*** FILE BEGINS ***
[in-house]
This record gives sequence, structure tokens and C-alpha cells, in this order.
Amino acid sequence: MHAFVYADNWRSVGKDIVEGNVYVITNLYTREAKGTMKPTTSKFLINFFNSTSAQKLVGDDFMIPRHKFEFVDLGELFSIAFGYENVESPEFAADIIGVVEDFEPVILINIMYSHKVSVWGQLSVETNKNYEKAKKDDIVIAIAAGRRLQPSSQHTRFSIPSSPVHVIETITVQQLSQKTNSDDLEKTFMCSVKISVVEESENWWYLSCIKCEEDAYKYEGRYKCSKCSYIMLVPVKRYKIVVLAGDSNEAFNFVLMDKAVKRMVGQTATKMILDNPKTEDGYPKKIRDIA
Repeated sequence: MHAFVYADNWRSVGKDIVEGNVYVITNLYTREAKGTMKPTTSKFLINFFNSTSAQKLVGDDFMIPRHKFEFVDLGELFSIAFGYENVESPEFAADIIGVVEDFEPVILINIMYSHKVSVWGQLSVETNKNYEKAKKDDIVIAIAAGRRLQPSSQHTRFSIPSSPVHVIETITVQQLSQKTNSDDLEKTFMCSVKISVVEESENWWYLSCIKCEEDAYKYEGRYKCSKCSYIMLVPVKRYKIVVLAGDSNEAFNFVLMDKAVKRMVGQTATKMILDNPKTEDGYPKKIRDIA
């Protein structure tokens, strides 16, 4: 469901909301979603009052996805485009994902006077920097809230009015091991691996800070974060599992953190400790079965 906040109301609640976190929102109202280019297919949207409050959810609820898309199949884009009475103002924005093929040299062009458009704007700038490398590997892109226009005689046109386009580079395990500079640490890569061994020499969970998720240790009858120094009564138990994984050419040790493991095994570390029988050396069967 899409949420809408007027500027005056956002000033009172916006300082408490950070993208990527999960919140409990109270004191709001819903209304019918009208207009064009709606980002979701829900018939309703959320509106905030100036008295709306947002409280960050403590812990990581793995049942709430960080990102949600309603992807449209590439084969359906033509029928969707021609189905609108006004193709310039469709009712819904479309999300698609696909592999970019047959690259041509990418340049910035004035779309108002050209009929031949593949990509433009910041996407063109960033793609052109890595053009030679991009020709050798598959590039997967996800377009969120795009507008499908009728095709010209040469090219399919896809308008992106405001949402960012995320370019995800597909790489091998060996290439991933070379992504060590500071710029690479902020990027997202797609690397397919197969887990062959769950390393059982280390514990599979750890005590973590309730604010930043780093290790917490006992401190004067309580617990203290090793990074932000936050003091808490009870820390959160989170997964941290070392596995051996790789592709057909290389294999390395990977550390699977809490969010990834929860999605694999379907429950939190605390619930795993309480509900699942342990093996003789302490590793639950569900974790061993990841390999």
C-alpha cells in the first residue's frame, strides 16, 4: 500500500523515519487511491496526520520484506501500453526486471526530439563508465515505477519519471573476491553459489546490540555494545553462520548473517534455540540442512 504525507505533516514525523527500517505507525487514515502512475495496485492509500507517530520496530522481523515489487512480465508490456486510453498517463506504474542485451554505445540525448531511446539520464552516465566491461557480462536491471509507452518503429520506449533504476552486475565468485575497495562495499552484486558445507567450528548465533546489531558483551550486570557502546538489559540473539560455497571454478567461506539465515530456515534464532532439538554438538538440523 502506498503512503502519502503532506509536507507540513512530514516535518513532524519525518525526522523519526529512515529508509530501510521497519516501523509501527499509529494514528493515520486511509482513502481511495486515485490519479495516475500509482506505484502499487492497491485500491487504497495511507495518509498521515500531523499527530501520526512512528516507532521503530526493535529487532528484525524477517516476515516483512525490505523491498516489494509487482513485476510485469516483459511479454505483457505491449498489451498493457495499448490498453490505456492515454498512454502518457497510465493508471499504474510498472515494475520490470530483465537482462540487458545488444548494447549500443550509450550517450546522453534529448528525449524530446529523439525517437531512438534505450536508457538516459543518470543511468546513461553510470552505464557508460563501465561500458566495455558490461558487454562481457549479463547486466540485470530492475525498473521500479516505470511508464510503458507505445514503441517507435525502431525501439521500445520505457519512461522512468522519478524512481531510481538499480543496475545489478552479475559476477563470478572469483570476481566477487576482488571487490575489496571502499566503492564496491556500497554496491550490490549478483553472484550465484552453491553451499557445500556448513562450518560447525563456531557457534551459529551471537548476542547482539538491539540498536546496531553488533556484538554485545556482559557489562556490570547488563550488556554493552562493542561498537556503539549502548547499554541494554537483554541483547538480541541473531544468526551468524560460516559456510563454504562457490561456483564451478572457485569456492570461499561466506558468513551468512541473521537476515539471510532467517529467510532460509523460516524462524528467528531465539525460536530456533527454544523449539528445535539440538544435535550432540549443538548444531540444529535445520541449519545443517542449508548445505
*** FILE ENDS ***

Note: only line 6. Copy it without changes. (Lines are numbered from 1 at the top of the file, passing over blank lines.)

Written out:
C-alpha cells in the first residue's frame, strides 16, 4: 500500500523515519487511491496526520520484506501500453526486471526530439563508465515505477519519471573476491553459489546490540555494545553462520548473517534455540540442512 504525507505533516514525523527500517505507525487514515502512475495496485492509500507517530520496530522481523515489487512480465508490456486510453498517463506504474542485451554505445540525448531511446539520464552516465566491461557480462536491471509507452518503429520506449533504476552486475565468485575497495562495499552484486558445507567450528548465533546489531558483551550486570557502546538489559540473539560455497571454478567461506539465515530456515534464532532439538554438538538440523 502506498503512503502519502503532506509536507507540513512530514516535518513532524519525518525526522523519526529512515529508509530501510521497519516501523509501527499509529494514528493515520486511509482513502481511495486515485490519479495516475500509482506505484502499487492497491485500491487504497495511507495518509498521515500531523499527530501520526512512528516507532521503530526493535529487532528484525524477517516476515516483512525490505523491498516489494509487482513485476510485469516483459511479454505483457505491449498489451498493457495499448490498453490505456492515454498512454502518457497510465493508471499504474510498472515494475520490470530483465537482462540487458545488444548494447549500443550509450550517450546522453534529448528525449524530446529523439525517437531512438534505450536508457538516459543518470543511468546513461553510470552505464557508460563501465561500458566495455558490461558487454562481457549479463547486466540485470530492475525498473521500479516505470511508464510503458507505445514503441517507435525502431525501439521500445520505457519512461522512468522519478524512481531510481538499480543496475545489478552479475559476477563470478572469483570476481566477487576482488571487490575489496571502499566503492564496491556500497554496491550490490549478483553472484550465484552453491553451499557445500556448513562450518560447525563456531557457534551459529551471537548476542547482539538491539540498536546496531553488533556484538554485545556482559557489562556490570547488563550488556554493552562493542561498537556503539549502548547499554541494554537483554541483547538480541541473531544468526551468524560460516559456510563454504562457490561456483564451478572457485569456492570461499561466506558468513551468512541473521537476515539471510532467517529467510532460509523460516524462524528467528531465539525460536530456533527454544523449539528445535539440538544435535550432540549443538548444531540444529535445520541449519545443517542449508548445505